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MRich8802

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  1. Lol. I didn't know this was a thing until I Googled it. Tons of pics just like the original poster's:
  2. Tail length and lighter throat make me lean toward Rufous. Primarily the former.
  3. Colors reminiscent of a Northern Parula but the 6" size and geographic location don't work at all.
  4. Great Horned can appear rather light at times, depending on the individual, age and conditions.
  5. Thanks to both of you. I suspected as much and your reasoning will be helpful to me in the future!
  6. Both of these guys were seen at Sunnyhill Restoration Area in Central FL (near Eustis). I think they are both Savannahs but a different plumage variant that what I'm used to seeing elsewhere. The first 2 photos show a bird that has the right streaking (breast and back) pattern, facial pattern, also yellow lore in front of eye and pink(ish) legs. However, and I wish it were more clear in the photos, it had a lot of white in the back and wings - often appearing to be much more black/white from a distance than most Savannahs I see around here (which just appear brown streaked on buff). Then this next one I'm a little more confused. Spot makes one thing immediately of Song Sparrow, but very white eyebrow and striking facial pattern looks like a Lark Sparrow. However, it has a lot of streaking on breast (not just sides) for one of those. (Sorry for soft/fuzzy appearance, this was outside reasonable range of my lens and then cropped as best as possible). I'm just starting to seriously tackle ID'ing sparrows and know it takes some time as they all at firs come across very similar. Throw in all the juvenal/immature/winter and regional variants in plumage and it really gets fun. Any insights are much appreciated - along with what field marks you keyed in on! Thanks, Matt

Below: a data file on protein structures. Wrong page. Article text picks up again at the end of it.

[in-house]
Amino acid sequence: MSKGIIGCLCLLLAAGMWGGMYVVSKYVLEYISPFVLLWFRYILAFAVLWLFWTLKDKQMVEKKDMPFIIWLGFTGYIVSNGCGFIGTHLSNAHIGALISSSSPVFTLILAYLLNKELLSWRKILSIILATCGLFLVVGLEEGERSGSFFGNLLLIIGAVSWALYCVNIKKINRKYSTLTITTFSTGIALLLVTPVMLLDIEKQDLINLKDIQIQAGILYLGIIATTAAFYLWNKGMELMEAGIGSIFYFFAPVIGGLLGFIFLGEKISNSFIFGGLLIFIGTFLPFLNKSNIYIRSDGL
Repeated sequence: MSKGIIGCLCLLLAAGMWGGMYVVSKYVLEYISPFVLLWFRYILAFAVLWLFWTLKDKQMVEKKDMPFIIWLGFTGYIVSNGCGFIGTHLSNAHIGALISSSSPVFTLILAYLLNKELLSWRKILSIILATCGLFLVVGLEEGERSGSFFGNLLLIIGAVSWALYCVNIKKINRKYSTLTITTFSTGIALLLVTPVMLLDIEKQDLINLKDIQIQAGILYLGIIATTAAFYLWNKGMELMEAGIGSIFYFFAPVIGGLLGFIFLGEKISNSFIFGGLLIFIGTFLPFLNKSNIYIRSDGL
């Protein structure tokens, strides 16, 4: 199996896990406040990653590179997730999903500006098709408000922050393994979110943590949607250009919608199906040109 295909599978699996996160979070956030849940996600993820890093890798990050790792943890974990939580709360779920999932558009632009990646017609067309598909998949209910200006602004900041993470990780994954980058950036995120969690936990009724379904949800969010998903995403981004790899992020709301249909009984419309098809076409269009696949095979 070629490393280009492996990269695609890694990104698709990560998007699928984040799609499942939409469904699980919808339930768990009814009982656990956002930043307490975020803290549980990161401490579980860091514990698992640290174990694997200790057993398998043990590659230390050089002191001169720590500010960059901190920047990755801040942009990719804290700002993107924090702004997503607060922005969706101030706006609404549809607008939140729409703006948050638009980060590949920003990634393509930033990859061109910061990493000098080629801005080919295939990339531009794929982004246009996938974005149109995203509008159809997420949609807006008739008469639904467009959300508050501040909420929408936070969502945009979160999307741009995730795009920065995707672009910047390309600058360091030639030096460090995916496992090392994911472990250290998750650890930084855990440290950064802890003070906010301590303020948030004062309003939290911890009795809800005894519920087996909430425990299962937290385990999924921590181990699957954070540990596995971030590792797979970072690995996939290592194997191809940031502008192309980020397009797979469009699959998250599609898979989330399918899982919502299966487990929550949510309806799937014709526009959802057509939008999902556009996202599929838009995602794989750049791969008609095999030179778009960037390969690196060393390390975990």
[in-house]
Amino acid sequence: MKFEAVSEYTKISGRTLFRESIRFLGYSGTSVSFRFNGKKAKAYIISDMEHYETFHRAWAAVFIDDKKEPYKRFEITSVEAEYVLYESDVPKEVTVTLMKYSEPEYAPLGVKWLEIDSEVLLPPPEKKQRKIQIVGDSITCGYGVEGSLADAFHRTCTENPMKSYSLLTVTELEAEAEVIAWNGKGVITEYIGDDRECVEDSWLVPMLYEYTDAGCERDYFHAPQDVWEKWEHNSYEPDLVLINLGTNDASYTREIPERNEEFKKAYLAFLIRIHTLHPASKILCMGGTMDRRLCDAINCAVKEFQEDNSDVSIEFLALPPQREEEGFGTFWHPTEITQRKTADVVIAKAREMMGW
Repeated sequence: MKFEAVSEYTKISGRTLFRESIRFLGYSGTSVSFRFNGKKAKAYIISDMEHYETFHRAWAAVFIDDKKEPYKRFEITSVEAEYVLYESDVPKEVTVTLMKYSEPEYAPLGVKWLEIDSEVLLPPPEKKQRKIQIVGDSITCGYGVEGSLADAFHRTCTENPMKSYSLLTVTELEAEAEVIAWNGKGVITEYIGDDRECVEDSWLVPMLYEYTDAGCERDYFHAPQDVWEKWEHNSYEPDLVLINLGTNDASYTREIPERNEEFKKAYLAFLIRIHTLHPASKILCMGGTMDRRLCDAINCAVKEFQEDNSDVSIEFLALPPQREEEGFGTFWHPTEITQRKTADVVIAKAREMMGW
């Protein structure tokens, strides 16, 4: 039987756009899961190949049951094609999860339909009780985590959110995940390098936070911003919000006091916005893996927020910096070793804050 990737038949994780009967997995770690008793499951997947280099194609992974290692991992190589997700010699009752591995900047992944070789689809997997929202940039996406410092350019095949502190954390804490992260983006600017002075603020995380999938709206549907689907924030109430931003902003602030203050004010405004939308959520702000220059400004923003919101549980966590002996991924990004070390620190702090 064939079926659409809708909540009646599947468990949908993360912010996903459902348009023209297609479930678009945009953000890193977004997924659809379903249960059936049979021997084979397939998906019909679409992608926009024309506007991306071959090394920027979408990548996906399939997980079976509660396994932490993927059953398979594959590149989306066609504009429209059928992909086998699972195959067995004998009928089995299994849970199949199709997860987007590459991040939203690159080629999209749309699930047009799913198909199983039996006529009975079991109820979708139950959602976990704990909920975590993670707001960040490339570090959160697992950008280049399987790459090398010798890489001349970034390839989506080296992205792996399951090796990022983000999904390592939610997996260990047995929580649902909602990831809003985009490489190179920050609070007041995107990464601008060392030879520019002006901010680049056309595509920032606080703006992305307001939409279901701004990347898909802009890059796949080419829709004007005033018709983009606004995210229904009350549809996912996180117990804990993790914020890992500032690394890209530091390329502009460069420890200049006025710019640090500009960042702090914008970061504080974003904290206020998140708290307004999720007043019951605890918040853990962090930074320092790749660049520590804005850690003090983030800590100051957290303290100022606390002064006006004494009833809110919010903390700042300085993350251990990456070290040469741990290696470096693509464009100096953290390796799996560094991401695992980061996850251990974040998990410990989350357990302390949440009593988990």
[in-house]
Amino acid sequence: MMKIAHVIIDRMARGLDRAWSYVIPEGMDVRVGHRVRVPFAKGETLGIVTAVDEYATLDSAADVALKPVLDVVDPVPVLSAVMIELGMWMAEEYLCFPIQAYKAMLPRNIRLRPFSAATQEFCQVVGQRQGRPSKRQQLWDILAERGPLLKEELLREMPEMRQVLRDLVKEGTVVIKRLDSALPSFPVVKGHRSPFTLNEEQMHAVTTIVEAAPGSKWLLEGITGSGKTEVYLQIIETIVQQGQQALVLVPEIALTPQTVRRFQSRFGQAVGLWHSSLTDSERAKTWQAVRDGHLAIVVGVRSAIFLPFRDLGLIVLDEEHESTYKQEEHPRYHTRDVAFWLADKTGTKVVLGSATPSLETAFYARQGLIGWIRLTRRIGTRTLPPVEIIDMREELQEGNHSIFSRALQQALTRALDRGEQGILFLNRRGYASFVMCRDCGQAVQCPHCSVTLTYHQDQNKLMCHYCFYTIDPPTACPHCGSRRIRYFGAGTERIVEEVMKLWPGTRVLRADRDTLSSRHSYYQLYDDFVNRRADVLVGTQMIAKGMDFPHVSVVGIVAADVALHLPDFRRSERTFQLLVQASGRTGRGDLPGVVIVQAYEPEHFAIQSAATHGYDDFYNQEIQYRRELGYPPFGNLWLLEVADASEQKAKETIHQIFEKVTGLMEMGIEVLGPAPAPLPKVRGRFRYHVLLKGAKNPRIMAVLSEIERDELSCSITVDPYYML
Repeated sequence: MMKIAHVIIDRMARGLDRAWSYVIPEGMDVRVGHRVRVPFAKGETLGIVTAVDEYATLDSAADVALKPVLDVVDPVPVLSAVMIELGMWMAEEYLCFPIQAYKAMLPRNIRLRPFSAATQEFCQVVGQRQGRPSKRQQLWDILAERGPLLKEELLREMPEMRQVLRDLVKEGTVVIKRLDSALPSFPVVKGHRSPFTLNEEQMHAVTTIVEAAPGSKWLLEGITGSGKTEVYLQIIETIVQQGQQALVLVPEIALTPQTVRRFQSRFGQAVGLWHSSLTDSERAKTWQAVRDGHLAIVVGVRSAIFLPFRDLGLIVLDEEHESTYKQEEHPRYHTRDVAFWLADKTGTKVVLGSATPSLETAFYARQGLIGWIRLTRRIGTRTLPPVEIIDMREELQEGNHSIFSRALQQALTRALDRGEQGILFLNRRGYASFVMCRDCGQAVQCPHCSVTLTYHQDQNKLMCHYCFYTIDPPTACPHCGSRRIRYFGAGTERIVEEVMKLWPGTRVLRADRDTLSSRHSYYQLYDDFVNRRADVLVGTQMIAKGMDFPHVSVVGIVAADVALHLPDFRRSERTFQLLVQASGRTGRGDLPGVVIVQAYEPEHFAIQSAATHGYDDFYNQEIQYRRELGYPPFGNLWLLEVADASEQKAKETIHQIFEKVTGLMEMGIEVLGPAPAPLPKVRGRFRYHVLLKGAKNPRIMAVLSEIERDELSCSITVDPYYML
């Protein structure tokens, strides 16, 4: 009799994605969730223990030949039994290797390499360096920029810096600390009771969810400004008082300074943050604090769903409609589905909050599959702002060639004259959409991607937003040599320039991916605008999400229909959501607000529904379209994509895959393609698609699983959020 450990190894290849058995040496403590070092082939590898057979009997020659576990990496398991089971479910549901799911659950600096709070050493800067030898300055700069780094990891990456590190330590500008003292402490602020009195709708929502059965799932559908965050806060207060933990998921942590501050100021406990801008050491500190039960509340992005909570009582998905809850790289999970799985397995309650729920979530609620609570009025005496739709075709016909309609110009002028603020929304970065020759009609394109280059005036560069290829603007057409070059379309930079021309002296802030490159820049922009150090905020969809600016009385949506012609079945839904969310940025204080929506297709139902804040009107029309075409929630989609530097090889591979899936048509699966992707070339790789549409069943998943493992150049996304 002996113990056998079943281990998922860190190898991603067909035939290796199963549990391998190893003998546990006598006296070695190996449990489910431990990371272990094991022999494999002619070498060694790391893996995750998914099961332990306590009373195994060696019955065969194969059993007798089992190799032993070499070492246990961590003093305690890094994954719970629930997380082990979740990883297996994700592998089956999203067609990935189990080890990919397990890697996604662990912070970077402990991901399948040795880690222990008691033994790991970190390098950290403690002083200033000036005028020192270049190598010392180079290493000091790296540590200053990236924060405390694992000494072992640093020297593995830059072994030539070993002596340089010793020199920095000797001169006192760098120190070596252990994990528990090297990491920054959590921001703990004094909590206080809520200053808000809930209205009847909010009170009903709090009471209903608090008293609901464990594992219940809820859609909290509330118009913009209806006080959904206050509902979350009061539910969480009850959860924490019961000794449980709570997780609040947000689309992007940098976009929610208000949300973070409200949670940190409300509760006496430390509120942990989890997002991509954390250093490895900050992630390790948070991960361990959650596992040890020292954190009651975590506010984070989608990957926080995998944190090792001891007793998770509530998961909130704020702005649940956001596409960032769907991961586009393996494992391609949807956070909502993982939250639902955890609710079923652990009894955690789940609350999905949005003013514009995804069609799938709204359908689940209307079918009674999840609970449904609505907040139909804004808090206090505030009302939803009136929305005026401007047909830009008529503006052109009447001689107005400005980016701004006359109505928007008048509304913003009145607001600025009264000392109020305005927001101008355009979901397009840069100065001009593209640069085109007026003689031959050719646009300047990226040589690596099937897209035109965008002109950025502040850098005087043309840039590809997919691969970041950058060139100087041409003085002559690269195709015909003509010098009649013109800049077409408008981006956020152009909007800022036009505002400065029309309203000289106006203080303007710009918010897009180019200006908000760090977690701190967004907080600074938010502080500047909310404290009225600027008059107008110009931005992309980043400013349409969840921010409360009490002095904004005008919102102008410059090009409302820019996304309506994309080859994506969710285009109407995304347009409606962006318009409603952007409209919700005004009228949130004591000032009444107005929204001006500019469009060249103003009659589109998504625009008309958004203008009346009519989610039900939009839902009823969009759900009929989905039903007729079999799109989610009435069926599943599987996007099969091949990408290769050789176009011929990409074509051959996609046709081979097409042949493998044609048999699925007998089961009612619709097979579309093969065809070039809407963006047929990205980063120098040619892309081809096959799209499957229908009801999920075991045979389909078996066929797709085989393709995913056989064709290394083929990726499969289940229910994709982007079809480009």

7. I know this pic is bad. The bird was quite a distance away (about 300 yds), but I thought I'd take a stab at it. Looked like a large sandpiper type bird. When I blew up the photo, 2 things stood out to me: orangey legs and what appears to be a distinct eye ring. Didn't vocalize - if it had it'd sure made this ID easier. Also, and this might just be my imagination, but the bill looks to have a slight uptilt toward the end. What do you think? Are there any other sandpiper-type birds of that size with orange legs in Central FL during the winter that I'm missing?
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